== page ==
Lord, what wilt thou have me to do? This question embodied the life of the Apostle Paul. He was ready to hear and to obey the Lord’s direction... wherever, whenever, however, and whatever that meant. He was continually seeking the leading of the Holy Spirit throughout his Christian life; and God kept sending him, step-by-step, to the next person, to the next village, to the next city, and to the next region.
Why is this particular working and leading of the Lord so scarce and, in many cases, totally foreign to many Christians today? What can be done to remedy this problem?
First, we must see revival in our personal lives! One missions historian concluded of the 1800s,
[This] is the century of missions largely because it has been also, beyond any other, a century of revivals, of quickened and purified spiritual life. In large measure, modern missions are the direct product of revivals.
Second, we must have a restoration of Biblical missions outreach. We are commanded to GO! According to one commentator, the word go means an aggressive warfare. The Gospel army must go to all nations. We have marching orders!
Third, we must return to a daily seeking for God’s direction in missions. History records that at Andover Seminary in 1820, one hundred students regularly met together for the sole purpose of collecting materials concerning missions to “enable each member to determine whether it is his duty to become a missionary.”
Actively seek personal revival! Actively seek to witness to lost souls! Actively seek God’s perfect will for your life! Another Century of Missions will be the fruit of such a worthy pursuit. Lord, what wilt thou have me to do?
These words are found in Acts 21. The account stands as a testimony that God does direct His servants into adverse and dangerous circumstances.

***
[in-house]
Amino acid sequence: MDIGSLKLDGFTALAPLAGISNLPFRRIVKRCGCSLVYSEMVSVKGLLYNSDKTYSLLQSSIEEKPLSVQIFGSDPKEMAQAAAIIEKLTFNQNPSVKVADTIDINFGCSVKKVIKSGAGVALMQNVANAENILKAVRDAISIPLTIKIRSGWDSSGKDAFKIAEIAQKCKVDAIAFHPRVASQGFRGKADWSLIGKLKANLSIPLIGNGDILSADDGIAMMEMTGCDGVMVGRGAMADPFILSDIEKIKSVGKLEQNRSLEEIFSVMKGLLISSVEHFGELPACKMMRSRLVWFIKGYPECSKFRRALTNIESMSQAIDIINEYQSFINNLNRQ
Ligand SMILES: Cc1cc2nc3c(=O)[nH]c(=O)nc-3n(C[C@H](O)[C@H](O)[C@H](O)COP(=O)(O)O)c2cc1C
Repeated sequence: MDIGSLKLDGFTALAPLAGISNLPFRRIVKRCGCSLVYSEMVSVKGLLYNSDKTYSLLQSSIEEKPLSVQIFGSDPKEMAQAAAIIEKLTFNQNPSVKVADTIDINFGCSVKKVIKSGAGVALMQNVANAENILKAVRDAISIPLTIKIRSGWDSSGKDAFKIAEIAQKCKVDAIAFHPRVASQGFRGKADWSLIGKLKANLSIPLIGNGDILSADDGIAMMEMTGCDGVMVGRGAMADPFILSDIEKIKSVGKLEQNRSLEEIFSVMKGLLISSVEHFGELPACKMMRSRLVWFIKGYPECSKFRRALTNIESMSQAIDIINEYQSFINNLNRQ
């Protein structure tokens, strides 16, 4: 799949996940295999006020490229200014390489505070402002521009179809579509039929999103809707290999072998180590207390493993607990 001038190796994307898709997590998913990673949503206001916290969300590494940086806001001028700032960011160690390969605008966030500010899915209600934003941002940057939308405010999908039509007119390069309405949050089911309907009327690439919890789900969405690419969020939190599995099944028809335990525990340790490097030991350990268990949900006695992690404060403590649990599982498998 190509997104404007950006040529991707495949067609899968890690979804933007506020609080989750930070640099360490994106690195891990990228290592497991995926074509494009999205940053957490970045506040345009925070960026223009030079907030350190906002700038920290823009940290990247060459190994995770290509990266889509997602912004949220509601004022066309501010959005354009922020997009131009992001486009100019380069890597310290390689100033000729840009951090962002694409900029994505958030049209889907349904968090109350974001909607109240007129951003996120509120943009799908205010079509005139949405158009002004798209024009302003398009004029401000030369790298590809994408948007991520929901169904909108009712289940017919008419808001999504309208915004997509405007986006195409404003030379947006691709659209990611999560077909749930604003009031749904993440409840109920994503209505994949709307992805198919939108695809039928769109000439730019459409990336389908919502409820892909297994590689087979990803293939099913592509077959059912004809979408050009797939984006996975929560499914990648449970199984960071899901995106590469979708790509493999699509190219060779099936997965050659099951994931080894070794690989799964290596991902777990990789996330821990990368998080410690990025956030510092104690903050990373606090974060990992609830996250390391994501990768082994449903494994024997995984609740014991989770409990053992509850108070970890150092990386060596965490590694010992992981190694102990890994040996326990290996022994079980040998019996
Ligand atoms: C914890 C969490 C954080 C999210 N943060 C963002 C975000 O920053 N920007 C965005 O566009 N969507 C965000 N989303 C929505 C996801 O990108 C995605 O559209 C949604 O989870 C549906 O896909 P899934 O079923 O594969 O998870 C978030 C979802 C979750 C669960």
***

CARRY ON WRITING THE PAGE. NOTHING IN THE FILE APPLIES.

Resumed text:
There are some modern-day Apostle Pauls reading this article right now. The Lord of the Harvest still compels you to go where most others would not dare to tread. Let your cry be, “The will of the Lord be done!” and GO without delay.
No door is closed too tightly and no restriction is placed too heavily upon any nation or people for whom Christ died.
And what of us fellow-believers? Will we respond like those of Paul’s company and like those of the house of Philip the Evangelist? When the Lord calls forth one from our midst – pastor or layman, son or daughter, young person or elder – what shall we say then?
Let us reject the call of the cowardly and unbelieving. When the cries of “It’s too dangerous!” or “That country is closed!” or “They kill Christians there!” become so loud as to tempt our Pauls to falter, let us stand as one and proclaim all the louder, “The will of the Lord be done!”
Let us send our Pauls with fervent prayer, financial provision, and a final proclamation:
Onward, Christian soldiers, marching as to war, with the cross of Jesus going on before!
Christ, the royal Master, leads against the foe; forward into battle, see His banner go!
This account of William Knibb is very thought-provoking and challenging for these reasons: The reader is introduced to this pioneer missionary in great detail, nothing is held back. The writer works hard to give the Baptist record and ties Knibb with George Liele and other significant but lesser-known ministers and missionaries. Knibb the Notorious is…Read More
Ludwig and Erdmuth von Zinzendorf are brought to life throughout this book. The authors have researched and filled the pages to overflowing with missions history and challenging accounts. The reader is taken on a missionary journey and introduced to such missionary pioneers as Ziegenbalg and Plutshau who went to India more than 80 years before…Read More